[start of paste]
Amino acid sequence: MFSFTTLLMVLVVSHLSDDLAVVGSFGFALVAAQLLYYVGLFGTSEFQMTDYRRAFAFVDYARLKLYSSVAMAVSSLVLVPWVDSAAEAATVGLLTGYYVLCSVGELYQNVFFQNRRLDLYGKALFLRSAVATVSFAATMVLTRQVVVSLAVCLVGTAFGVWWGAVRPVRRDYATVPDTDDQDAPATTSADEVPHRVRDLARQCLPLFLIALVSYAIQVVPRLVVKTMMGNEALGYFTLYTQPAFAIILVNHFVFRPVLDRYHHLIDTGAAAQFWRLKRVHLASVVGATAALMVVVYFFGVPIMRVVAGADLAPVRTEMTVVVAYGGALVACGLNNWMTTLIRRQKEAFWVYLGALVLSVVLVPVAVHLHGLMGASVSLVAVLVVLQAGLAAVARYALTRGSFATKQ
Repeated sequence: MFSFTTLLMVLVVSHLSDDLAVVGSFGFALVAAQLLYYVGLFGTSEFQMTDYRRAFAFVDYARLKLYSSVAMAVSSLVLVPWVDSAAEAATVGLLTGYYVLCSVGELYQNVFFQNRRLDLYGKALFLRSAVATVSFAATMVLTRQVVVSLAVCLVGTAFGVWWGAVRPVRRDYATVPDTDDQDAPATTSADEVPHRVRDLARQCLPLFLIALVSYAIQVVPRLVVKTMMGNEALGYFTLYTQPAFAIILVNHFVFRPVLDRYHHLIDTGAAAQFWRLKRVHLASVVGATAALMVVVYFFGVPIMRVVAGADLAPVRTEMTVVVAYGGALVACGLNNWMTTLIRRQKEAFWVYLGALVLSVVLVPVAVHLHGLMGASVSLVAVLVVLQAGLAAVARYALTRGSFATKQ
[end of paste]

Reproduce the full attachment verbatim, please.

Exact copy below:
Amino acid sequence: MFSFTTLLMVLVVSHLSDDLAVVGSFGFALVAAQLLYYVGLFGTSEFQMTDYRRAFAFVDYARLKLYSSVAMAVSSLVLVPWVDSAAEAATVGLLTGYYVLCSVGELYQNVFFQNRRLDLYGKALFLRSAVATVSFAATMVLTRQVVVSLAVCLVGTAFGVWWGAVRPVRRDYATVPDTDDQDAPATTSADEVPHRVRDLARQCLPLFLIALVSYAIQVVPRLVVKTMMGNEALGYFTLYTQPAFAIILVNHFVFRPVLDRYHHLIDTGAAAQFWRLKRVHLASVVGATAALMVVVYFFGVPIMRVVAGADLAPVRTEMTVVVAYGGALVACGLNNWMTTLIRRQKEAFWVYLGALVLSVVLVPVAVHLHGLMGASVSLVAVLVVLQAGLAAVARYALTRGSFATKQ
Repeated sequence: MFSFTTLLMVLVVSHLSDDLAVVGSFGFALVAAQLLYYVGLFGTSEFQMTDYRRAFAFVDYARLKLYSSVAMAVSSLVLVPWVDSAAEAATVGLLTGYYVLCSVGELYQNVFFQNRRLDLYGKALFLRSAVATVSFAATMVLTRQVVVSLAVCLVGTAFGVWWGAVRPVRRDYATVPDTDDQDAPATTSADEVPHRVRDLARQCLPLFLIALVSYAIQVVPRLVVKTMMGNEALGYFTLYTQPAFAIILVNHFVFRPVLDRYHHLIDTGAAAQFWRLKRVHLASVVGATAALMVVVYFFGVPIMRVVAGADLAPVRTEMTVVVAYGGALVACGLNNWMTTLIRRQKEAFWVYLGALVLSVVLVPVAVHLHGLMGASVSLVAVLVVLQAGLAAVARYALTRGSFATKQ